How do you feel about a Vatican, Roman Catholic Olympic Team?

With all of the different athletes and coaches who have been training in and for other countries and competing for countries different from their own in these most recent winter Olympics, why doesn’t the Roman Catholic, City State put together an Olympic team made up of Catholic athletes?

After all, watching these recent winter Olympic Games (2014), it appears that there have been many who have changed sides.

Is there any IOC rule prohibiting an application from the Vatican state? After seeing so many Americans training athletes from other countries… inside the United States and having learned about the number of foreign athletes who trained in the US, and competed for another country… and after all of these apparent sports defections, what would be wrong with a Vatican team?

What do Catholics think about this?


How would non-Catholics feel about a Vatican, “Team Catholic” competing in the Olympics?

You would have to be careful because if you have team Catholic, it is only going to open the doors for other teams such as team Hindu, team Muslim etc.

In some respects it would be a great way to evangelize and in others it could be seen as a big kettle of fish. I would be interested in learning what others have to say about it but I think at least at this time, this is an area, that it is best for Catholics to keep a low profile. Only God knows how many Catholics and other christians who are participating in the Olympics and it is probably best this way.

Sports is one of the few areas where all religions can come together and participate without having to enter into a religious debate.

Maybe, however, Israel is a Jewish state and they have an Olympic team and there does already exist Muslim countries who compete and so on… what’s wrong with a Vatican team, made up of Catholics? Maybe on their uniforms the athletes could wear the papal colors on one shoulder and their country of origin on the other… right? We also have the Swiss Guard working at the Vatican… I’m just saying…

I wonder who they would draw from? Could they recruit from the Swiss Guard?:smiley:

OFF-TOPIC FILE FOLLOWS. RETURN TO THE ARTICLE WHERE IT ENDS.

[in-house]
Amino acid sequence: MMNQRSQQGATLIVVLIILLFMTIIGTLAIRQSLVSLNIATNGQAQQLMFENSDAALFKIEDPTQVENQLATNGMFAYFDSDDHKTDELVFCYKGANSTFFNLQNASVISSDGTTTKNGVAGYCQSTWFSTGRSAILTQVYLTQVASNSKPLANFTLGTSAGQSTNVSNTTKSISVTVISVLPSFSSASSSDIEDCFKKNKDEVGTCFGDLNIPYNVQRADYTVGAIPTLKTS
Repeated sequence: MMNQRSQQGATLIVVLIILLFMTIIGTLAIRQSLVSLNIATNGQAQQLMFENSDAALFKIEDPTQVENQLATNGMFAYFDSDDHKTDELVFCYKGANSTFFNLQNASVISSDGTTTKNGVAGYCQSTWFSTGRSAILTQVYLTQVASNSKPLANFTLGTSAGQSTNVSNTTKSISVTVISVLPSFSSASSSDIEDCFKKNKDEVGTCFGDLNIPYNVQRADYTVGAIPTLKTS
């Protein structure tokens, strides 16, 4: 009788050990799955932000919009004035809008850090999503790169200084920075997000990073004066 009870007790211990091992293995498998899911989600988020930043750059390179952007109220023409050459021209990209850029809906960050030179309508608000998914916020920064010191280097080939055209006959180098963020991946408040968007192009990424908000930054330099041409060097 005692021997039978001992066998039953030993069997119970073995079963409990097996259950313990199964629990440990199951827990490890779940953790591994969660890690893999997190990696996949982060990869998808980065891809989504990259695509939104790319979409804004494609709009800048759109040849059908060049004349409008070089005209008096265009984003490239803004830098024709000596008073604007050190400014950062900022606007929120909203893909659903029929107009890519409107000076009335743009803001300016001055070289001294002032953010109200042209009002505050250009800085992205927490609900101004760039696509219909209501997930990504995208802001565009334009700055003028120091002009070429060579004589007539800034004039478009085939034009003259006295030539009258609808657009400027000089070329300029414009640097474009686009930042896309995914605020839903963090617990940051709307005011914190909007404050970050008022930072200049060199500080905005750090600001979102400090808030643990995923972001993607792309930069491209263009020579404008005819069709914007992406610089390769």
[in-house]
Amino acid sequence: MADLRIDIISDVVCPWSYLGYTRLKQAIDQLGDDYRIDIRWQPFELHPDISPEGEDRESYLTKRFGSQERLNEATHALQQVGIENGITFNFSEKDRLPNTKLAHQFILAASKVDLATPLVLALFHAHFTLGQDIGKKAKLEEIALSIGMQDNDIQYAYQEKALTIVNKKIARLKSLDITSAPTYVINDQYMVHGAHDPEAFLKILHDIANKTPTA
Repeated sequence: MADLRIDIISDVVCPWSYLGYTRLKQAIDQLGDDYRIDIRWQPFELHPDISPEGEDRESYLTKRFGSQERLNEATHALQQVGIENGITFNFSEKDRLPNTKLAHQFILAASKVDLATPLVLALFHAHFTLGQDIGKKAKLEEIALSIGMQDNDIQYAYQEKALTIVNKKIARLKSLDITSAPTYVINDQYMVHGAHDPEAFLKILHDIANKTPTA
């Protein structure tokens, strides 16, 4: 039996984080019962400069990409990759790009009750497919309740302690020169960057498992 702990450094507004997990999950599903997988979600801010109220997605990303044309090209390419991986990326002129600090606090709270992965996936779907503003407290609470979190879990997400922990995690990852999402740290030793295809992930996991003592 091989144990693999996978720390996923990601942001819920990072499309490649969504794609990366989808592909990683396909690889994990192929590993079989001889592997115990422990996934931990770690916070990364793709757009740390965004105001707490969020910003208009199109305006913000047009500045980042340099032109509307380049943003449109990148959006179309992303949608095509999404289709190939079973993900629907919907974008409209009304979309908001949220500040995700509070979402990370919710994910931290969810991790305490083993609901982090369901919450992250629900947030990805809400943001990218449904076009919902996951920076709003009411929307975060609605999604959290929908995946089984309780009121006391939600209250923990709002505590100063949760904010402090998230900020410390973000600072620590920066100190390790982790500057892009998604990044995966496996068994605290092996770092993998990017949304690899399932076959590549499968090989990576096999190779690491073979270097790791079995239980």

Well, it’s an idea. :smiley:

But I wonder about the regulations about citizenship involved in Olympics competitions.

I can’t see them doing the hurdles in those uniforms!

They WOULD look pretty snazzy throwing JAVELINS in those uniforms. :yyeess:

There are a lot of Catholics worldwide.
I guess this thought came to me out of the frustration I’ve experienced watching that last couple of Olympics. It just seems like it’s more about the individual now than about the country they are from. I don’t think US coaches should train our competition or vice versa. They shouldn’t be involved at all with opposing teams. For example, I couldn’t believe it when I heard that the US and Canadian figure skating teams practiced at the same location in the US and that they have the same coach. What’s the point, if you are going to start doing things like this? It also appears that whoever “ponies up” the most money gets the best coaches and equipment and it doesn’t matter who the team or country is. They are like “soldier of fortune” coaches. When did the IOC start saying that was OK? Finally, and this is a little off topic… but when did getting 2nd and 3rd place become exciting?


Is this where those that are last come first? And those that seek to go higher up the medals table are sent lower?

maybe :rolleyes:

It could also be about finishing the race and fighting the good fight. :smiley:

I think the Vatican has enough to worry about. I don’t see it’s role as engaged in Olympic sports, but that’s just my opinion.

Competing with Muslims???
It’ll be like the Crusades all over again.
And of course somebody would cheat,
then all Hell would break loose.

And it would be paid for by?

I rather like the idea of competitors training together and sharing the same coaches. It takes the emphasis away from nationalism and puts it on the quest for personal excellence.

Perhaps Catholic athletes from all countries could show their religious affiliation by the way they live their lives and accepting victory and defeat with grace and dignity while acknowledging their relationship with God.

I have seen some of the athletes make the sign of the cross before they begin their competing. These are clearly Catholics in action! I enjoy seeing those from various countries expressing their Catholic faith. We are the one, holy Catholic and universal church, after all.

Yes, there is Kim Yuna.

Sharing the Rosary, and praying publicly before she steps onto the ice, are just some of the things that South Korea’s Yuna Kim does to witness to the faith.

And Rebecca Dussault.

Olympic cross-country skier Rebecca Dussault recently spoke to a large crowd of young adults in Denver, exhorting them to put their Catholic faith above everything else in life.

You might make some headway evangelizing in the Southern USA (buckle of the Bible belt) if the Vatican campaigned a NASCAR race car. :slight_smile:

Pope Francis could coach the soccer team!

The Olympic Charter requires athletes who represent a nation in the Olympic Games be citizens thereof. Simply being a Catholic athlete is not sufficient to play for the Vatican City State team.

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